The opening slate, 'Social' is an appropriately diverse selection of styles and techniques that sets the tone for the rest of the festival. It brings together the festival's more ostensibly political pieces and those dealing with heavier subject matters, and also some of its best. Concrete, an Israeli film and one of the few non-French entries, is a statement against militarism. It strikes a very successful balance between realism and fantasy. On one hand, with an almost documentary-like attention it portrays typically human mannerisms and pursuits - a soldier brewing coffee, two playing backgammon. On the other, it embraces the cartoon logic to push its point across with zany and comical hyperbole. Ears Have No Lids takes an elliptical route to focus on the Nazi concentration camps. In the silences and absences it employs, it generates a plaintive emotional space and viscerally communicates the violence.
The 'Ah Love!' program unsurprisingly strikes a much lighter note. Among them is Fallen Angel, a story about an angel that falls from the sky and the gentlemen who discovers her suitcase of magical potions, a piece that seems to take its inspiration from Alexandre Saint-Exup?ry's The Little Prince; and Silhouettes, that take its inspiration from the movie Ghost. For me The Beauty of the Golden Woods outstrips the rest purely on charm and a very clever conceit. Taking up the Sleeping Beauty fairy-tale, this beauty wakes up in a modern world quite by accident and has to adapt, still bereft of her prince. What is Love For? comes second, a giddy, rambunctious short that zips through a love story with Edith Piaf's iconic voice providing one part of a punchy duet. 'The Short and the Long of it' program that follows Ah Love!' includes some older shorts with one piece from as early as 1944. The program favours the surreal and the fantastic, including one where giant snails devour a city.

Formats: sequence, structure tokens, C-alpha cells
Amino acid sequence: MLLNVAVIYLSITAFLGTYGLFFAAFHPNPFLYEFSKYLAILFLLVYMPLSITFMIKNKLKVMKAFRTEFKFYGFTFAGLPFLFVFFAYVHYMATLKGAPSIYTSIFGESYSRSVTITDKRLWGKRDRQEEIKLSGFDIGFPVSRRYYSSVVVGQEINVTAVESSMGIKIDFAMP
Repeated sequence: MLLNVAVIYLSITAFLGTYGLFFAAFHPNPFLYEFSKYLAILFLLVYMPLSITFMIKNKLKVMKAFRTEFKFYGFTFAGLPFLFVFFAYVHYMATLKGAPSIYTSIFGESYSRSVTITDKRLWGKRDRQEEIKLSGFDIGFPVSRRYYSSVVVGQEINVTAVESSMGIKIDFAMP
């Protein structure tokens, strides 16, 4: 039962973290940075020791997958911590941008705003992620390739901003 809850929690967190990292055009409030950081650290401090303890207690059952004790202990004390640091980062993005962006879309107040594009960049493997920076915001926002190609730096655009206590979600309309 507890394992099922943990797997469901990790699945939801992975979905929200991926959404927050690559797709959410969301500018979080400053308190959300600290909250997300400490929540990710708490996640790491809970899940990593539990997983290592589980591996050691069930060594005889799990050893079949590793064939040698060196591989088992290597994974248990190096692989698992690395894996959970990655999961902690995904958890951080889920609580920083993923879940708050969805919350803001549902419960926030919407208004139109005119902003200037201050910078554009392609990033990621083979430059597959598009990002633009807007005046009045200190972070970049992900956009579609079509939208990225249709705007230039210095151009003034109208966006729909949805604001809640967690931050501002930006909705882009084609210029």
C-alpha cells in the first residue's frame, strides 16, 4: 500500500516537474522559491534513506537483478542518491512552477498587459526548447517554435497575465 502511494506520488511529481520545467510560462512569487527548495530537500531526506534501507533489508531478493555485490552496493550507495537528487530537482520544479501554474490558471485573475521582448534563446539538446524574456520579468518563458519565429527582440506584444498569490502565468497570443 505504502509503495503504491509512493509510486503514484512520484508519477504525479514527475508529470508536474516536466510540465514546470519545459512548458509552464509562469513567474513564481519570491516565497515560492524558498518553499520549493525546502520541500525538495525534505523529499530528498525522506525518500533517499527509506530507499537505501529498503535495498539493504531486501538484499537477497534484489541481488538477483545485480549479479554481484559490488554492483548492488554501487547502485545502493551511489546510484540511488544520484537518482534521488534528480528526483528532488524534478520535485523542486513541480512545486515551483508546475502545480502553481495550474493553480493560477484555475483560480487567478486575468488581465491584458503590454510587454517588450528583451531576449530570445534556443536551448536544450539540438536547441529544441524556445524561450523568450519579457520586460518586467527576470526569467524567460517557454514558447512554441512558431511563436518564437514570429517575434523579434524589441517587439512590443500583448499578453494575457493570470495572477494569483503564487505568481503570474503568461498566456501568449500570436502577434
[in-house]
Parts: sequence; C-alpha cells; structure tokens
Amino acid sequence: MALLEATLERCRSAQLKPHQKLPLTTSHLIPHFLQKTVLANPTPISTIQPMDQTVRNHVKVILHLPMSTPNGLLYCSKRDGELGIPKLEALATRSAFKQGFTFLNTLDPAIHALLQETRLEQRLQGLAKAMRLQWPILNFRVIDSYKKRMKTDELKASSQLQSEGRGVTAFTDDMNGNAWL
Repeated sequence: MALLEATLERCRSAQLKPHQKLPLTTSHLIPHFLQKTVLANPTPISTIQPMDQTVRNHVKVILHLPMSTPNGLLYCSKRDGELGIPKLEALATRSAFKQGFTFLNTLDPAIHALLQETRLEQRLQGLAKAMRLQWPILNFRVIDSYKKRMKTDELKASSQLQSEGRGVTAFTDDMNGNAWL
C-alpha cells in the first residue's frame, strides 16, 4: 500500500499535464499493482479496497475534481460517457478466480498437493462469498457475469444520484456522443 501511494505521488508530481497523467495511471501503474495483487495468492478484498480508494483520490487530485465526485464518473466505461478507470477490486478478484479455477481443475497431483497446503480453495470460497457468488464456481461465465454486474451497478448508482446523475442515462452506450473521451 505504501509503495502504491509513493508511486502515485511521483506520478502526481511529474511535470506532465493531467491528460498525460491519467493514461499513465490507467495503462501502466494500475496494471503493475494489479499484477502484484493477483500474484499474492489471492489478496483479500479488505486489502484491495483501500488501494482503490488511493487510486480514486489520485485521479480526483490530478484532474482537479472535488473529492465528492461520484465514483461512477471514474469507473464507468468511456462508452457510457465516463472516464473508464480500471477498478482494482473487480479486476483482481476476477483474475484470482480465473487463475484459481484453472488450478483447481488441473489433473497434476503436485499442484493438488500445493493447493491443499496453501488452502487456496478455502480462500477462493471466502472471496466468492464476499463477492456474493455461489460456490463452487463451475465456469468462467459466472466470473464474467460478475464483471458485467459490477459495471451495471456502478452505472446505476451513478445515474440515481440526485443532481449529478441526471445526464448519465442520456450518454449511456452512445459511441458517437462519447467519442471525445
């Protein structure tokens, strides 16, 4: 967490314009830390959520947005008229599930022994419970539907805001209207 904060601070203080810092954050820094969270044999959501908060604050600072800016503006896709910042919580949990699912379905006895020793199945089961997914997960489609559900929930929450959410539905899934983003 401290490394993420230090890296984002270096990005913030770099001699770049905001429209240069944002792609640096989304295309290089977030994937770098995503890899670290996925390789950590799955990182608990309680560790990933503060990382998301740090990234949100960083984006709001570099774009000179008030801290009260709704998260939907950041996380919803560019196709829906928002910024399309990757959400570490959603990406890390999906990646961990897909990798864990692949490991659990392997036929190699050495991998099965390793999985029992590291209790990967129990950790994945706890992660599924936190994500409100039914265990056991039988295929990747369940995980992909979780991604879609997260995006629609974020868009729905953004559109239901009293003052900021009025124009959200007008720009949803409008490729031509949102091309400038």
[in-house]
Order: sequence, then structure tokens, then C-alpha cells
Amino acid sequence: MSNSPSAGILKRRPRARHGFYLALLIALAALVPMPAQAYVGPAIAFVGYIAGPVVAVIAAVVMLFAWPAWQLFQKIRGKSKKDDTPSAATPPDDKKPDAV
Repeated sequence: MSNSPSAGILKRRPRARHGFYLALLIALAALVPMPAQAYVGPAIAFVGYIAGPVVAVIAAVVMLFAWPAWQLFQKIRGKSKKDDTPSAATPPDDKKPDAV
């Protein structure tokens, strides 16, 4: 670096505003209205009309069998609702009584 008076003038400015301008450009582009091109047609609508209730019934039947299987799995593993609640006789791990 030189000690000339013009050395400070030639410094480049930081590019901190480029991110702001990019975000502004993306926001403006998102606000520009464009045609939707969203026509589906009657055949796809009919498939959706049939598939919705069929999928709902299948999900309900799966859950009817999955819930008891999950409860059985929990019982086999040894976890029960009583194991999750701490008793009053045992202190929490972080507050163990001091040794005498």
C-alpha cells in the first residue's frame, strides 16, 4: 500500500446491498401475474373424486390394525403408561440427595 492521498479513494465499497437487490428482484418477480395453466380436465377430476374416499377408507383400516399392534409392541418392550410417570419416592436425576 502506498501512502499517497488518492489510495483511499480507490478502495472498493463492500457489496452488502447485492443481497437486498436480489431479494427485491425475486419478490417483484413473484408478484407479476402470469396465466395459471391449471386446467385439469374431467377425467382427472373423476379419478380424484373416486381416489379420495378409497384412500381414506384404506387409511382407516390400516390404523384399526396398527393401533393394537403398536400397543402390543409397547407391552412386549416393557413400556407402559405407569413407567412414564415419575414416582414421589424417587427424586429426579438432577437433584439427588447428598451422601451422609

The 'Break of Dawn' program is - quite inexplicably - a collection of animated shorts revolving around dogs and wolves - some meaning lost in translation, I presume. It starts with a charming rendition of Three Little Pigs retold by a series of narrators not too familiar with the plot and depicted with 'Caldur's Circus' inspired figures, which are basically twists of simple wire that suggest their subjects. The White Wolf, which follows it, is a strange and beautiful story of two young brothers in a family that lives in a forest. It is a compelling mix of fantasy and reality that probes the romanticism of childhood reconciling it with the pragmatism of adulthood.
If your hunger for animation has yet to be sated, the last program 'We Are Not Machines' provides another gallery of shorts. As the title suggests, the subject matter has largely to do with our increasingly mechanised lives - though there's little that hasn't already been said in Charlie Chaplin's masterpiece, Modern Times. The animation tends towards the slick computer generated fare. The Process explores a dystopic modernity of dangerous uniformity with pencil-like animations, dream-like logic and a trip-hoppy score. The Windmill, a pen and ink animated short, tells an eerie and affecting gothic tale of a rustic town whose inhabitant literally runs by the turn of a windmill. The hugely tasteless Berni's Doll is a story about a factory worker who assembles (and uses in various stages of its creation) a sex doll. Get past that and you will be rewarded with the creatively conceptualised and cleverly executed Bob, a story about a worker who rebels against his erasure of his identity and whose individualism spreads, inciting his colleagues and corrupting the machinery. With a few elements and two-dimensional graphics, a throw-back to video games of the Atari era, Bob is deceptively simple, but undeniably effective and entertaining.